Aiding the aged
Do we have the necessary system and structure in place to support an ageing society?
“A society for all ages encompasses the goal of providing older persons with the opportunity to continue contributing to society. To work towards this goal, it is necessary to remove whatever excludes or discriminates against them.” – The United Nations’ 2002 Madrid International Plan of Action on Ageing
AS A developing nation, Malaysia puts a lot of stock into our youth – they are, after all, the fuel that will power the country’s future. Policies and initiatives involving or aimed at the young play a major part in our nation-building, and investing in our youths is viewed as an investment in our future.
The other side of the coin, however, does not see nearly as much exposure. Malaysia
Residents at a home for the elderly, relaxing outside their rooms. The financial and physical burden of caring for elderly parents could well be beyond their children’s means. currently has about 3 million senior citizens, and the number is rising. UN statistics show that Malaysia is likely to reach ageing nation status (where the number of people above 60 make up at least 15% of the population) by the year 2035.
In other words, we have only about 25 years to put into place the necessary systems and structures that are required by a society that includes a significant number of elderly citizens.
A matter of numbers
Population ageing is caused by two factors: declining fertility rates and increasing longevity. People are living longer due to socio-economic developments and improving medical technology. At the same time, families are having fewer children due to reasons such as an increase in working women who have fewer children, and limiting offspring to provide a better quality of life for them.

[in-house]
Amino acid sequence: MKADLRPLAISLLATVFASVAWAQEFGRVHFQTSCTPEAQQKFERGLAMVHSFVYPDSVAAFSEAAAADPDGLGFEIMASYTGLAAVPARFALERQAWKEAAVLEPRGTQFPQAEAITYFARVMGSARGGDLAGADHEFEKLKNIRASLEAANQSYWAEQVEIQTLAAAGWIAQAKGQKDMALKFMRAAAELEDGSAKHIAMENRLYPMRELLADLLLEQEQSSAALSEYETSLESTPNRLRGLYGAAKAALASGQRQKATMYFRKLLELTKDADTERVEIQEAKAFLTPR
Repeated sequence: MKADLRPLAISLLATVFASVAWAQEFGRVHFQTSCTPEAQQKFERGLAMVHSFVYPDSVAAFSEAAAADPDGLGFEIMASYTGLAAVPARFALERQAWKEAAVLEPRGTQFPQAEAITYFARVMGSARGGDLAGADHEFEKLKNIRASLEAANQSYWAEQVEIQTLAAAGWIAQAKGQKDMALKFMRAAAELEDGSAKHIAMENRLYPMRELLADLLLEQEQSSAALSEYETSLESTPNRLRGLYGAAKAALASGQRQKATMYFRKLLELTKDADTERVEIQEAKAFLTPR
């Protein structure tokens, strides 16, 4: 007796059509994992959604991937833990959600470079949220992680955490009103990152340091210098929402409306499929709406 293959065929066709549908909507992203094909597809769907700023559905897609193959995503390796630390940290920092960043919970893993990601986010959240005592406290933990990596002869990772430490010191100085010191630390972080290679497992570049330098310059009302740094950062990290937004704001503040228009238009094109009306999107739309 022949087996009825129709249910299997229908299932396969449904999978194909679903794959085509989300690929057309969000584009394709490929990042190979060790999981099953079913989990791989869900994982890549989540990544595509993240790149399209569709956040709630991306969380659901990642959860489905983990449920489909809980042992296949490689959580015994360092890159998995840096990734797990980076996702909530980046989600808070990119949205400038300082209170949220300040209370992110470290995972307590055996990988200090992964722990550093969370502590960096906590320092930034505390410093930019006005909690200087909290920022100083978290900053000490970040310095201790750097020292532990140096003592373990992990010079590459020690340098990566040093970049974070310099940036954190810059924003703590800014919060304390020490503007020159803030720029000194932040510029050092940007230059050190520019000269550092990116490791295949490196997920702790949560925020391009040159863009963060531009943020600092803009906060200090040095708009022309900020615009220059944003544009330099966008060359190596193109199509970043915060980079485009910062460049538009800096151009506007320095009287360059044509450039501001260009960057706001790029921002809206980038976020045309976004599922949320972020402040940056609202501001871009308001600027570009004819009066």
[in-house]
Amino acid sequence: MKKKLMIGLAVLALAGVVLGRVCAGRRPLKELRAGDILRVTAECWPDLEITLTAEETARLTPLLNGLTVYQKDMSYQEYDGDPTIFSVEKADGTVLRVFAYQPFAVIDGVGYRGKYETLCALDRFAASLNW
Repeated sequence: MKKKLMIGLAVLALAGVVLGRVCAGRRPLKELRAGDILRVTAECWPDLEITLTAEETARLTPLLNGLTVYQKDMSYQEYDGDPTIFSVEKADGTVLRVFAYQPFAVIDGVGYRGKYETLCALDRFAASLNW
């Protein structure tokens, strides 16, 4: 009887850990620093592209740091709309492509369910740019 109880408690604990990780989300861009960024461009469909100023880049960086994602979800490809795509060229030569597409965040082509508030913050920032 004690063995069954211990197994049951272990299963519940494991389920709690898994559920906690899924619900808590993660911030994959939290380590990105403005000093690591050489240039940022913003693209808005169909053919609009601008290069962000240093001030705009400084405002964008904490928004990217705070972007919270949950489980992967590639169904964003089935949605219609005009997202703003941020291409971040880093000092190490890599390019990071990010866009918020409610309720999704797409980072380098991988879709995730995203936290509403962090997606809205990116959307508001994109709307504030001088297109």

Assoc Prof Dr Tengku Aizan Hamid, director of the Institute of Gerontology at Universiti Putra Malaysia, points out that it is critical to note that populations are ageing much faster in many Asian countries.
“For example, France took 120 years to double its population of elderly to 14%, while Singapore only took 18 years,” she says, adding that population trends show that Malaysia’s number of elderly will have increased by 277% between the years 2000 and 2030.
“Social institutions, however, are slow to respond to changes in demography,” she says.
As our society gradually shifts into one with more middle-and old-aged people, many widereaching changes need to be amended, in areas as varied as health, finance, employment, education and social relations. To spearhead these changes, govern-
Working on it
The shifting demographics will certainly make an impact on the nation’s workforce and economy, as the number of people retiring will not be sufficiently replaced by new talents.
The key, says employment services provider Manpower’s country manager Sam Haggag, is utilising the older population in a way that benefits both them as well as the country’s economy.
“We’re facing a chronic shortage of skills, as well as an exit of skills through brain drain and retirement. There is inherent value in what older workers can bring; for example, during the recession in the United States and Europe, many older workers were pulled in to draw on their experience,” he says.
While many employers may perceive older workers as being slower or less productive, Haggag says a balance in employee demographics is essential.
“It’s about the roles people can play. In some countries, banking products and insurance companies have found that older salespeople are seen as more credible. And in some parts of Asia, workers in certain fast food chains are primarily from the older age group, and they found that customer service improved and the number of days they didn’t show up for work reduced!” he says.
Raising the retirement age is one way of ensuring productivity, says Haggag, pointing out that countries like Taiwan and France have people working well into their 60s. Our Government does seem to look at this as a viable option; it was reported in July that the retirement age for civil servants may be increased to 60 as early as next year. Even the private sector seems to be catching on; in August, Maybank raised its retirement age from 55 to 57.
According to Haggag, an effective method to encourage businesses to retain older employees is to give them incentives to do so, adding that mentorships and consulting are other ways in which older workers can still contribute to a company.